Peace among men cannot come from hearts that are not at peace. Peace of soul is something only God can give us, and without it, we are lost.
The unification of our lives, the orientation to the ultimate goal that gives meaning to every proximate and particular goal we seek, is the work of the sacred liturgy.
Vatican II presents a mystical, contemplative, symbolic vision of liturgy, the celebration of which John Paul II said “must be characterized by a profound sense of the sacred.” Is it what you experience at your local parish?
Those who take away the density of ritual and the solemn beauty of the ineffable will not gain more worshipers; they will merely give them more reasons to go away and find something more interesting to do.
Music history textbooks often speak of Beethoven’s Missa Solemnis as no more than a purely artistic statement, when in reality it is a testimony to his deep, if idiosyncratic, Catholic faith.
Could there be room for legitimate changes to the Missal of 1962, the last typical edition of the traditional Roman Rite of Mass or the “extraordinary form”?
Looking at the structure and flow of the liturgical action, the Prayer of the Faithful marks a most awkward caesura in the liturgical action. We would be better off without them.
The Church’s liturgy, since it is the Passover Feast, has to bring us out of the world, out of Egypt. So it ought to have a certain “strangeness” about it.
The papal teaching addresses precisely the question of criteria; it does not attempt to teach people how to listen to music or how to discriminate different qualities of music. If such discriminatory abilities are lacking, the papal teaching can have no meaning for us.
The spiritual maturity of the Christian is very much connected with habituation in the nobility of the fine arts.
The longer the hermeneutic of rupture and its expressions are allowed to continue, the longer a “Great Schism” between the preconciliar and postconciliar periods will be perpetuated. There is a real, pressing, desperate need for healing, reconciliation, and reunification.
The Church is not built up and strengthened when her pastors ignore her conciliar teaching, repudiate her tradition, violate her rubrics and instructions, and merrily accept the status quo in all its mediocrity.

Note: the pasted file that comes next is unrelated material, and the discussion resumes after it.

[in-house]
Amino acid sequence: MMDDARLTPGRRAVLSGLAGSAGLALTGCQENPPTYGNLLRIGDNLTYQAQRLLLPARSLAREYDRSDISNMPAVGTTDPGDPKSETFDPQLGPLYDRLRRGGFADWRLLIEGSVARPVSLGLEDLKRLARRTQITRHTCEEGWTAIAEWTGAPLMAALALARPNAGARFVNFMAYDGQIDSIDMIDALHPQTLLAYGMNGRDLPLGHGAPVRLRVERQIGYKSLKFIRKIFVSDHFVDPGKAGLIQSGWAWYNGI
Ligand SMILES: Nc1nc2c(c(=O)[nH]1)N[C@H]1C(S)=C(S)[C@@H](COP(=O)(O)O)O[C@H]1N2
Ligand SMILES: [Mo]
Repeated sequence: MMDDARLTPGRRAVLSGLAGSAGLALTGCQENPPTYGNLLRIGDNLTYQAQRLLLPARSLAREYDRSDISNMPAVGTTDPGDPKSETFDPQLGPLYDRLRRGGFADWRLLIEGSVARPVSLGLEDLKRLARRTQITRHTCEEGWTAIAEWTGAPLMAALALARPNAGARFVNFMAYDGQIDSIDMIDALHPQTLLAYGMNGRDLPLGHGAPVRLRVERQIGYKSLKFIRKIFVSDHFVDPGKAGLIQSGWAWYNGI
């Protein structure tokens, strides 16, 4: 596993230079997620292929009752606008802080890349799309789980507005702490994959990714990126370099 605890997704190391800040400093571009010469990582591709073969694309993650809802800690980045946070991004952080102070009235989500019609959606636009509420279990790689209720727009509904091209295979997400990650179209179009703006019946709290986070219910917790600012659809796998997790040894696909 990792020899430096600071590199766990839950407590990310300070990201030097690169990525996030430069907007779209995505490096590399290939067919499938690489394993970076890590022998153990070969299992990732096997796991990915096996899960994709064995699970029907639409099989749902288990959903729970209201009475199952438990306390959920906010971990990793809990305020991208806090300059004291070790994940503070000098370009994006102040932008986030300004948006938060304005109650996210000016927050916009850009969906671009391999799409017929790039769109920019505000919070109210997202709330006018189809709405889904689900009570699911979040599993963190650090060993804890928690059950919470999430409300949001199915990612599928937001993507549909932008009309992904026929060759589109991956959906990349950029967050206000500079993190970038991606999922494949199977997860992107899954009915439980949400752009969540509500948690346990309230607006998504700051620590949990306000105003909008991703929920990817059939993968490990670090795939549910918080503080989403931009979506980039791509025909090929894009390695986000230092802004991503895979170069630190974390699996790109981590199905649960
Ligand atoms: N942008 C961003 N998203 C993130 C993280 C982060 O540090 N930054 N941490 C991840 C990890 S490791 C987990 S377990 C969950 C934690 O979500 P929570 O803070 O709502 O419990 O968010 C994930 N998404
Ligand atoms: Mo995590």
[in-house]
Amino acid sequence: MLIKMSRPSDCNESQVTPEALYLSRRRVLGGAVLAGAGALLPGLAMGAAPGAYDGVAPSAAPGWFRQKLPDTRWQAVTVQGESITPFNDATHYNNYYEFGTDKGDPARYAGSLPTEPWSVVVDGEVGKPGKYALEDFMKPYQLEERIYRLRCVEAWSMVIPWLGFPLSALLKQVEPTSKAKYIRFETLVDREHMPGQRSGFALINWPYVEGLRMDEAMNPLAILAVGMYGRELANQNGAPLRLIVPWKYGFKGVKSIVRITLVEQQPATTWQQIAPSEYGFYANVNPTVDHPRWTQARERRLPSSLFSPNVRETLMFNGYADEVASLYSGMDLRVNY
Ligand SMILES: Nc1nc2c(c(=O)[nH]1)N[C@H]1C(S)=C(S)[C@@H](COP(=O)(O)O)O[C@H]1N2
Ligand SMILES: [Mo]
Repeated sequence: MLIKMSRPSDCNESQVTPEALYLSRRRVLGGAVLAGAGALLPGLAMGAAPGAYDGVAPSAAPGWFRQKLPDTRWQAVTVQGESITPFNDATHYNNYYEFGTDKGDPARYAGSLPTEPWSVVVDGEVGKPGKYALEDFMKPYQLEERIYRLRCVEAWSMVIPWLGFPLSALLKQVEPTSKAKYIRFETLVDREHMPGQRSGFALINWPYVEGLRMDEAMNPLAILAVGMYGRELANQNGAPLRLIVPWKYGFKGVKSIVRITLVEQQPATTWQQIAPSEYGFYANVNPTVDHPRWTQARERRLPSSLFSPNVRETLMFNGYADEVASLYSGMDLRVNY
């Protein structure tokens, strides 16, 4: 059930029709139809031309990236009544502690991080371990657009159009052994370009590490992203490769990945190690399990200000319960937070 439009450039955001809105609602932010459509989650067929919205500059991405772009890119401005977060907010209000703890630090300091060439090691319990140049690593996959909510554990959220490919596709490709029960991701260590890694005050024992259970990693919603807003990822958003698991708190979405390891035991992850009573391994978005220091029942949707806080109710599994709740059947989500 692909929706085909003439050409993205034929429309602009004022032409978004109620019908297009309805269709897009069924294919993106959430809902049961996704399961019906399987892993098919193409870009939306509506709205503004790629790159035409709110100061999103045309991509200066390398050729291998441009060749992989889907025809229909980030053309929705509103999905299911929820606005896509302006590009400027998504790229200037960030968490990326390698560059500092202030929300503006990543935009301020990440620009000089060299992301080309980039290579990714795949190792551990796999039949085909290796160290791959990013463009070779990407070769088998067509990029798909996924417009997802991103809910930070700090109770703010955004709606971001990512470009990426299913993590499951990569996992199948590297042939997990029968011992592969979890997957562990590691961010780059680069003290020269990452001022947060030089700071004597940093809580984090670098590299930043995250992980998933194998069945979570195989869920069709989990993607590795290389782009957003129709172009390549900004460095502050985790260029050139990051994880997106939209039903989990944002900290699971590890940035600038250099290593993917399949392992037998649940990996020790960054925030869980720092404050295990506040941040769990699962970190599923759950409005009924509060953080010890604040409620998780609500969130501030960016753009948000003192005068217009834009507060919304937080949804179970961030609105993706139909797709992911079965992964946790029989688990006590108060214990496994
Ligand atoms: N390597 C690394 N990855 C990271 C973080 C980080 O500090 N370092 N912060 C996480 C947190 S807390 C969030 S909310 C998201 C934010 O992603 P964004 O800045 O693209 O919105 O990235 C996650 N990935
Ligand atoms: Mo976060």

Truly it would not be presumptuous to say that, in a liturgy completely centered on God, we can see, in its rituals and chant, an image of eternity.
The increasingly obvious failure of contemporary church music should occasion a more widespread rejection of piano and guitar as accompanying or interluding instruments.
Some people say that today’s popular music is “more emotional” while traditional music is “less emotional.” In reality, emotions evoked in popular music are more crude and monotonous. Emotions elicited by the music of Palestrina, Bach, or Mozart, being more intellectual, are more profound and pure.
The permission to receive Holy Communion in the hand is a dangerous aberration that must be rescinded if the Church is to achieve spiritual health again.
For the Year of Faith in which we recall the fiftieth anniversary of the opening of the Second Vatican Council, it behooves us to reflect on what the Council actually asked for, and why a return to Tradition will prove, in the long run, more faithful to the Council’s original inspiration and intentions.
Pope Benedict XVI’s Summorum Pontificum has inaugurated the liturgical renewal the Council attempted.
The irony is that the internet has become a major tool for the success of this movement of restoration ― the restoration of a liturgical tradition that long predates the technology of the printing press, let alone any electric or electronic machinery.
The pro-life mentality echoes and imitates the good angels who chose eternal life by the power of sanctifying grace . . .
When we give Catholics more to take pride in and take possession of, we are surprised to find that they rise to the challenge and glory in the result.
There is a problem that continues to slow down the pace of genuine reform and renewal in the Church, and that is the predominance of conservatism.
Saint Hildegard of Bingen, pray for us!
A Bible passage that has always struck me very forcefully . . .
Peter has held posts with the International Theological Institute in Austria . . .